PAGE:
Five winter walks to discover in Belconnen

Make the most of the cooler weather and head out to immerse yourself in the magical landscape of open woodland, native grasslands, and flowing rivers on Ginninderry’s doorstep.

From easy walks with magnificent views to moderately challenging trails for the adventurous spirit, here are five of Belconnen’s best-kept secret walking tracks to discover this winter.


The first walking track in Ginninderry allows visitors to walk through previously inaccessible areas to the public—making it a unique experience for those seeking to discover a different side of the vibrant landscape.

Starting from The Link, the picturesque track entwines its way through ever-changing vegetation types and landscapes for 3.4 kilometres before connecting with the existing ACT Government track network. From there, it’s only 800 metres to Shepherds Lookout.

Created using local materials that ensured minimal impact on the natural environment, this walking track reflects the history of the area with sculptures of Wallaby Grass, Chocolate Lily and Kangaroo Grass waiting to be found among protected flora and fauna communities, along with the iconic Gruner’s Vista.


Starting from Bindubi Street, just past Cook, The Mount Painter summit walk consists of three separate lookouts with spectacular vistas across Mount Ainslie, Black Mountain and the Arboretum, and Brindabella ranges.

The 3.7km walk takes about an hour return and ambles along bitumen and gravel trails, with a short set of stairs that take you to the summit—the perfect way to warm up on a winter’s day.

Once at the top, you are treated to unique views across the city and mountain ranges—perfect for the obligatory selfies—before making your way back down.


Looking for a casual yet scenic walk? Home to a Red Stringybark Forest, the Pinnacle Nature Trail is an easy walk with magnificent views.

Full of bush hills and ridges that are part of Canberra Nature Park, the trail takes approximately an hour to complete and offers a leisurely walk filled with the songs of native birds, including Crimson Rosellas, cockatoos, and kookaburras.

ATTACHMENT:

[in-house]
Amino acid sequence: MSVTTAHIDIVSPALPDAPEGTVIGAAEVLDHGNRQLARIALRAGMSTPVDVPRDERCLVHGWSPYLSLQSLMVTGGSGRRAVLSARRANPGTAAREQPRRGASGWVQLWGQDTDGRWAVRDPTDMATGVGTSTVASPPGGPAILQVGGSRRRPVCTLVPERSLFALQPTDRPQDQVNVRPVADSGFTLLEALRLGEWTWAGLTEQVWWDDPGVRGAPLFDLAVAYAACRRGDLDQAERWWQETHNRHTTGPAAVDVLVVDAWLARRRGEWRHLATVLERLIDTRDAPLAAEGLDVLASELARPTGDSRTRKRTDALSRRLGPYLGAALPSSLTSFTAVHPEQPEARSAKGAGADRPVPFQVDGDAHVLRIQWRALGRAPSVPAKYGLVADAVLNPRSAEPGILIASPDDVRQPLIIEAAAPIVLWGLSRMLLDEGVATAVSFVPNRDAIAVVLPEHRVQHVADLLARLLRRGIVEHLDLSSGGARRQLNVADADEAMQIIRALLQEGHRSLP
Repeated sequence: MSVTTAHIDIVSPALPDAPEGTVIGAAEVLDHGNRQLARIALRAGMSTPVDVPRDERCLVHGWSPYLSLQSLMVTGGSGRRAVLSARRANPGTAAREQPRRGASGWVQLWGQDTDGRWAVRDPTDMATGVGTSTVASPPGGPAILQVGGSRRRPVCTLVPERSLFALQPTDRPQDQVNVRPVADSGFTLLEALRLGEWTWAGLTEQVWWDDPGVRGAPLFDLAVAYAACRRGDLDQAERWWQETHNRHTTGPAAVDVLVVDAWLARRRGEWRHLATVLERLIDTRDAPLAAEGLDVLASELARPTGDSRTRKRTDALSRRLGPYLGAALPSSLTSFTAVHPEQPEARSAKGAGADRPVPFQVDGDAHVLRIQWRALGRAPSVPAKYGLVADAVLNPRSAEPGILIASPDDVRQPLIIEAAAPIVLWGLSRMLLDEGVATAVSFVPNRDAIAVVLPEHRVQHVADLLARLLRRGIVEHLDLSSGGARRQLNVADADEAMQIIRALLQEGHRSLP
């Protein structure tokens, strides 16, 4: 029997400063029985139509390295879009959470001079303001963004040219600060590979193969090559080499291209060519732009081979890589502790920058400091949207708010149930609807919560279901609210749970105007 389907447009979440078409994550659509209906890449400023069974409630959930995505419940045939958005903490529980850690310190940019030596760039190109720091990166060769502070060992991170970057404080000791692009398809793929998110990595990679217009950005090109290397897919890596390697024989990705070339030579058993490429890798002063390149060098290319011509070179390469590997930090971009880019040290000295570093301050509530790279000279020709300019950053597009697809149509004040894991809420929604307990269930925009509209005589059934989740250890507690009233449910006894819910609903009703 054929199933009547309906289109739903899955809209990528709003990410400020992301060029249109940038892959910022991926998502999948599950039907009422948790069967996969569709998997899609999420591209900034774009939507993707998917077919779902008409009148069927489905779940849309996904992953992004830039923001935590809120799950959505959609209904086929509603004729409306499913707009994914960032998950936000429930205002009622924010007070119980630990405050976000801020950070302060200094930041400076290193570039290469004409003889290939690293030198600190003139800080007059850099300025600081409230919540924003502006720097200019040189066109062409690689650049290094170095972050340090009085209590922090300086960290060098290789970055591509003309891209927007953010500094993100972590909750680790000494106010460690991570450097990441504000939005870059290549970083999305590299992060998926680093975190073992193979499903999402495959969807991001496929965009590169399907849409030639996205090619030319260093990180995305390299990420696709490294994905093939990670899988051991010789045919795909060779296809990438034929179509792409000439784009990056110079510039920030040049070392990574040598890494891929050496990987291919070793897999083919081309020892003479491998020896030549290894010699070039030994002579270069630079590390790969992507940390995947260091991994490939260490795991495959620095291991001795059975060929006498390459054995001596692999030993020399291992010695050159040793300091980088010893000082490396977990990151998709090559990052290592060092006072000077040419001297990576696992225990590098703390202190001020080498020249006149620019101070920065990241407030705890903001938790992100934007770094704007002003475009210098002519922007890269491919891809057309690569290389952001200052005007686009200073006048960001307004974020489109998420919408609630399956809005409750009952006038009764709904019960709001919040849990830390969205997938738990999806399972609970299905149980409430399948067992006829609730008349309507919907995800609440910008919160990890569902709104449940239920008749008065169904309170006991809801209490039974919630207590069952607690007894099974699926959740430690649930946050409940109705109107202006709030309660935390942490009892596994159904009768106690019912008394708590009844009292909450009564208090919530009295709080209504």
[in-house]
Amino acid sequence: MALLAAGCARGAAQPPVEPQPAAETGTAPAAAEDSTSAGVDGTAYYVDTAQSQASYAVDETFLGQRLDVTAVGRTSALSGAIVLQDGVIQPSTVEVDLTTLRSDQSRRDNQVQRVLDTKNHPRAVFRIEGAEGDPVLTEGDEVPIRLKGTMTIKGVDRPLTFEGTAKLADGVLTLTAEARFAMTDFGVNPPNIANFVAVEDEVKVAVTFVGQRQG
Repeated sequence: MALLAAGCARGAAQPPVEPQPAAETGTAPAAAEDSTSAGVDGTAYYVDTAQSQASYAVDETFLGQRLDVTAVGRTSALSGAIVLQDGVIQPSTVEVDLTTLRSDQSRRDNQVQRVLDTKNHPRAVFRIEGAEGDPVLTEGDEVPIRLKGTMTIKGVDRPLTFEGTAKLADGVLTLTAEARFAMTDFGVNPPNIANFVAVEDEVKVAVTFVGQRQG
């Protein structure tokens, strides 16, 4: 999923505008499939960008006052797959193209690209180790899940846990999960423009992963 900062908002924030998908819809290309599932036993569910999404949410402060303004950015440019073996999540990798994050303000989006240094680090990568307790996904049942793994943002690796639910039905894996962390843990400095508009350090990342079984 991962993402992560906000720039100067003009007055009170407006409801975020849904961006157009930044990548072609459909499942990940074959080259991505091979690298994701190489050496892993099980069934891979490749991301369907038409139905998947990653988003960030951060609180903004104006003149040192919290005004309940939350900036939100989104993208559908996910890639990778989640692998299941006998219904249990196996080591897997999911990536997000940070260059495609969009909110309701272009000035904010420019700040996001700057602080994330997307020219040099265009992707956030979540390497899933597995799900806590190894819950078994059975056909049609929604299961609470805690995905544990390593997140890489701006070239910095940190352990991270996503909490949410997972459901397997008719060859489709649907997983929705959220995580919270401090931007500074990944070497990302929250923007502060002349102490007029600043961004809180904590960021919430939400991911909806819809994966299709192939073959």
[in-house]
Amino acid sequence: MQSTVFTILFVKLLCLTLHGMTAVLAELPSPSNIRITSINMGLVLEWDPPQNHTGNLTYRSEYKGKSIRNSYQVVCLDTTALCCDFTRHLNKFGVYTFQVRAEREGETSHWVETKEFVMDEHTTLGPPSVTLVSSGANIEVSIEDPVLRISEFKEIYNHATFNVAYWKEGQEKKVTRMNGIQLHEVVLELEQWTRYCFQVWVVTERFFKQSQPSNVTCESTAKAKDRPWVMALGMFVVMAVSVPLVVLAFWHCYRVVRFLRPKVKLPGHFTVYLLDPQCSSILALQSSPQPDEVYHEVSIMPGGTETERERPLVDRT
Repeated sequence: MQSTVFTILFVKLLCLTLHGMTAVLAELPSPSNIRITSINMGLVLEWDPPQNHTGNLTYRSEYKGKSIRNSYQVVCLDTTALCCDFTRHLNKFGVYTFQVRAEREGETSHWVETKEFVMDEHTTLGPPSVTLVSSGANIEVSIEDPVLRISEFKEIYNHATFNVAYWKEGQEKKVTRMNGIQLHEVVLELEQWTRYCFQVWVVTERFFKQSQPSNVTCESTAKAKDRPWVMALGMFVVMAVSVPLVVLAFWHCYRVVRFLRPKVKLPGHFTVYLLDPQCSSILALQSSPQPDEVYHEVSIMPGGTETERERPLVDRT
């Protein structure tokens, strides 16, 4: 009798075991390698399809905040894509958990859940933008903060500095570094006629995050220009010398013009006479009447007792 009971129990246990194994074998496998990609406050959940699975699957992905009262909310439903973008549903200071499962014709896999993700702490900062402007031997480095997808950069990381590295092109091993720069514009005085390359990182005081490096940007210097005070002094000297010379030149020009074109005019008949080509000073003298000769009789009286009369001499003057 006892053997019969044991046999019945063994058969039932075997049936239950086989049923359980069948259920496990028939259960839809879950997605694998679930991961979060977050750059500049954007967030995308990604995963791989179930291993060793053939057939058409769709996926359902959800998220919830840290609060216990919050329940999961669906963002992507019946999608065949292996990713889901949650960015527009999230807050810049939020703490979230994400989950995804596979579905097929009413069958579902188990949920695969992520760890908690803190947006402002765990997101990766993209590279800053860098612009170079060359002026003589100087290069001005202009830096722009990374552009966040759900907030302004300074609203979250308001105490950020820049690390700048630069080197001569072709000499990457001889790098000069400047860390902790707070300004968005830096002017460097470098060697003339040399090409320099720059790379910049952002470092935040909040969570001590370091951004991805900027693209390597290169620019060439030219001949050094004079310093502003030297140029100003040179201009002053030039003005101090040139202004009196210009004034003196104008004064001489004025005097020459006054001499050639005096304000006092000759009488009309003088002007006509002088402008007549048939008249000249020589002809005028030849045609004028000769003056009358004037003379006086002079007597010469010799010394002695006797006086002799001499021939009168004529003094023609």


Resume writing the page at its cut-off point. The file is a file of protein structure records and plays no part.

Access the trail via Springvale Drive, Dungowan Street, Marrakai Street, and Woolner Circuit, and enjoy the sweeping grassland.


Showcasing the best of Canberra’s bushland and some of the most spectacular views of the Brindabellas, Kama Nature Reserve is home to many important species, including the endangered Yellow Box—Blakely’s Red Gum Grassy Woodland.

Opposite the suburb of Hawker, this is a great walk for the whole family. Leave your vehicle at the car park accessed off William Hovell Drive—just don’t forget your puffer jackets—and choose from two marked walks that take you to Kama Dam or down to the Molonglo River.


Perfect for hikers (or anyone looking to break a sweat), this trail is considered a moderately challenging route. Starting close to Uriarra Crossing, it winds its way through farmland and offers stunning views of Canberra’s bush backyard and the Murrumbidgee River.

Popular with birdwatchers, there are also pockets of sandy beaches that attract waterbirds and avid picnickers. Ideal for the adventurous spirit, it’s a unique walk that explores the hidden side of the Murrumbidgee River catchment.



You might also like

Ginninderry’s Inspire podcast: The artist taking on climate change in a unique way